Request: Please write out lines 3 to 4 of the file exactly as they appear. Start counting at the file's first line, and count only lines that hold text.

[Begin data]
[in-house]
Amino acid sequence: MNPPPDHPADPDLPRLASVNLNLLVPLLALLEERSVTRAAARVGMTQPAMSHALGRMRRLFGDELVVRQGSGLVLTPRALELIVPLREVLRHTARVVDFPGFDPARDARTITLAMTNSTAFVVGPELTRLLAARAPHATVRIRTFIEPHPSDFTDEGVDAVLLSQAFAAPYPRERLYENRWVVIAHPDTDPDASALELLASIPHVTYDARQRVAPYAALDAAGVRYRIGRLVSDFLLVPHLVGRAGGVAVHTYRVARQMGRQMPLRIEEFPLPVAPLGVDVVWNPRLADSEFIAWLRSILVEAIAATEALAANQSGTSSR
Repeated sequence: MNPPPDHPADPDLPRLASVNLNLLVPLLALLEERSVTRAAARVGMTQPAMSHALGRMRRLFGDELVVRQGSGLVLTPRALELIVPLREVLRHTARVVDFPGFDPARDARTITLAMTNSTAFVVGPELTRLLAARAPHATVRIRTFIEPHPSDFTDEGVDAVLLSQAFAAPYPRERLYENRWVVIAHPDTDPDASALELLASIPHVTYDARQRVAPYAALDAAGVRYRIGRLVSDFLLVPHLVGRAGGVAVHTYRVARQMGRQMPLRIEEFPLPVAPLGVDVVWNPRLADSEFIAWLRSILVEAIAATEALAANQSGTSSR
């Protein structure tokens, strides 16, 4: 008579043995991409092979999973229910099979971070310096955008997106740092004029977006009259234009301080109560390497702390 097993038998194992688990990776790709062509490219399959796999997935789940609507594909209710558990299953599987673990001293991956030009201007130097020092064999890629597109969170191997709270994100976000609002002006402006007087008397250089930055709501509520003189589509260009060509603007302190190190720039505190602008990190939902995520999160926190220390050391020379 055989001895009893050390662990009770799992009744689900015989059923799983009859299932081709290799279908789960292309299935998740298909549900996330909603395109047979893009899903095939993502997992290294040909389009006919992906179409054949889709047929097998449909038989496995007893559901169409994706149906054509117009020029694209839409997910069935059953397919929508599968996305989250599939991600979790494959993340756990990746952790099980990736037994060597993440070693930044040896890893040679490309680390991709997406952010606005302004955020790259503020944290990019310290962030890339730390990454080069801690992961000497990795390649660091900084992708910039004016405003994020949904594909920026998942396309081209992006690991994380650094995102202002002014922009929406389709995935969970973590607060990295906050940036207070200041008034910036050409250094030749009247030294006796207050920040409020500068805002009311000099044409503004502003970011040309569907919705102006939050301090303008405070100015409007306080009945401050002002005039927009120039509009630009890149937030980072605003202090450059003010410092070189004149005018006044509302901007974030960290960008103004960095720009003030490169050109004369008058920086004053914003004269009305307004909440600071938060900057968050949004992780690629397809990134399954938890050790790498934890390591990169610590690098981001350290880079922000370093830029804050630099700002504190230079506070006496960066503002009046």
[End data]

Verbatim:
Repeated sequence: MNPPPDHPADPDLPRLASVNLNLLVPLLALLEERSVTRAAARVGMTQPAMSHALGRMRRLFGDELVVRQGSGLVLTPRALELIVPLREVLRHTARVVDFPGFDPARDARTITLAMTNSTAFVVGPELTRLLAARAPHATVRIRTFIEPHPSDFTDEGVDAVLLSQAFAAPYPRERLYENRWVVIAHPDTDPDASALELLASIPHVTYDARQRVAPYAALDAAGVRYRIGRLVSDFLLVPHLVGRAGGVAVHTYRVARQMGRQMPLRIEEFPLPVAPLGVDVVWNPRLADSEFIAWLRSILVEAIAATEALAANQSGTSSR
């Protein structure tokens, strides 16, 4: 008579043995991409092979999973229910099979971070310096955008997106740092004029977006009259234009301080109560390497702390 097993038998194992688990990776790709062509490219399959796999997935789940609507594909209710558990299953599987673990001293991956030009201007130097020092064999890629597109969170191997709270994100976000609002002006402006007087008397250089930055709501509520003189589509260009060509603007302190190190720039505190602008990190939902995520999160926190220390050391020379 055989001895009893050390662990009770799992009744689900015989059923799983009859299932081709290799279908789960292309299935998740298909549900996330909603395109047979893009899903095939993502997992290294040909389009006919992906179409054949889709047929097998449909038989496995007893559901169409994706149906054509117009020029694209839409997910069935059953397919929508599968996305989250599939991600979790494959993340756990990746952790099980990736037994060597993440070693930044040896890893040679490309680390991709997406952010606005302004955020790259503020944290990019310290962030890339730390990454080069801690992961000497990795390649660091900084992708910039004016405003994020949904594909920026998942396309081209992006690991994380650094995102202002002014922009929406389709995935969970973590607060990295906050940036207070200041008034910036050409250094030749009247030294006796207050920040409020500068805002009311000099044409503004502003970011040309569907919705102006939050301090303008405070100015409007306080009945401050002002005039927009120039509009630009890149937030980072605003202090450059003010410092070189004149005018006044509302901007974030960290960008103004960095720009003030490169050109004369008058920086004053914003004269009305307004909440600071938060900057968050949004992780690629397809990134399954938890050790790498934890390591990169610590690098981001350290880079922000370093830029804050630099700002504190230079506070006496960066503002009046």